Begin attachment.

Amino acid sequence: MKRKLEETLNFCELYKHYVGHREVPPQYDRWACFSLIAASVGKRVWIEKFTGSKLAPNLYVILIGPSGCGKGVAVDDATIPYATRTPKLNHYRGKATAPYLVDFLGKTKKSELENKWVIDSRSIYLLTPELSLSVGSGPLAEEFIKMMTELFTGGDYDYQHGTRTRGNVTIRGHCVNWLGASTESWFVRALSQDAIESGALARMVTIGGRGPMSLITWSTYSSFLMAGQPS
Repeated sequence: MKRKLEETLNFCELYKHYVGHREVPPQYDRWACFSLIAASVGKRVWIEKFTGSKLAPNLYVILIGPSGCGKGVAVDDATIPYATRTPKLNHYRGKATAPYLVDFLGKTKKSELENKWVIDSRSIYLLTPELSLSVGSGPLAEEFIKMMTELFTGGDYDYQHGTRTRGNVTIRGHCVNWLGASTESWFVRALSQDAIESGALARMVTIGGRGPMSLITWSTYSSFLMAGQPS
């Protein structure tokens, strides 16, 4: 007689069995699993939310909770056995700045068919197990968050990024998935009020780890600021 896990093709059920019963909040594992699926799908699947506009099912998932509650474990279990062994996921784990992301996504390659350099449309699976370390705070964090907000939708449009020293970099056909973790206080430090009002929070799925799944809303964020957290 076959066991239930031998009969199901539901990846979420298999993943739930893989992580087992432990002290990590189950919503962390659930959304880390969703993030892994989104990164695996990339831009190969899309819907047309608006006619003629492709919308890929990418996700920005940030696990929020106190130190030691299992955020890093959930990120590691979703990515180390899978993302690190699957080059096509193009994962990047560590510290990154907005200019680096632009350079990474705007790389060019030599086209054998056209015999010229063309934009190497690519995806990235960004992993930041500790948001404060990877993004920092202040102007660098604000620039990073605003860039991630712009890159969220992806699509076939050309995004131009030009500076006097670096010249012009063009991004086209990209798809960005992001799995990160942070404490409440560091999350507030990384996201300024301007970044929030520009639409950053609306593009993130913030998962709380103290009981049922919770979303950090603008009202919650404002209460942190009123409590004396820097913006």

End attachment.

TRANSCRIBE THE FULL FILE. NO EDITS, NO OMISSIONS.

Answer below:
Amino acid sequence: MKRKLEETLNFCELYKHYVGHREVPPQYDRWACFSLIAASVGKRVWIEKFTGSKLAPNLYVILIGPSGCGKGVAVDDATIPYATRTPKLNHYRGKATAPYLVDFLGKTKKSELENKWVIDSRSIYLLTPELSLSVGSGPLAEEFIKMMTELFTGGDYDYQHGTRTRGNVTIRGHCVNWLGASTESWFVRALSQDAIESGALARMVTIGGRGPMSLITWSTYSSFLMAGQPS
Repeated sequence: MKRKLEETLNFCELYKHYVGHREVPPQYDRWACFSLIAASVGKRVWIEKFTGSKLAPNLYVILIGPSGCGKGVAVDDATIPYATRTPKLNHYRGKATAPYLVDFLGKTKKSELENKWVIDSRSIYLLTPELSLSVGSGPLAEEFIKMMTELFTGGDYDYQHGTRTRGNVTIRGHCVNWLGASTESWFVRALSQDAIESGALARMVTIGGRGPMSLITWSTYSSFLMAGQPS
């Protein structure tokens, strides 16, 4: 007689069995699993939310909770056995700045068919197990968050990024998935009020780890600021 896990093709059920019963909040594992699926799908699947506009099912998932509650474990279990062994996921784990992301996504390659350099449309699976370390705070964090907000939708449009020293970099056909973790206080430090009002929070799925799944809303964020957290 076959066991239930031998009969199901539901990846979420298999993943739930893989992580087992432990002290990590189950919503962390659930959304880390969703993030892994989104990164695996990339831009190969899309819907047309608006006619003629492709919308890929990418996700920005940030696990929020106190130190030691299992955020890093959930990120590691979703990515180390899978993302690190699957080059096509193009994962990047560590510290990154907005200019680096632009350079990474705007790389060019030599086209054998056209015999010229063309934009190497690519995806990235960004992993930041500790948001404060990877993004920092202040102007660098604000620039990073605003860039991630712009890159969220992806699509076939050309995004131009030009500076006097670096010249012009063009991004086209990209798809960005992001799995990160942070404490409440560091999350507030990384996201300024301007970044929030520009639409950053609306593009993130913030998962709380103290009981049922919770979303950090603008009202919650404002209460942190009123409590004396820097913006």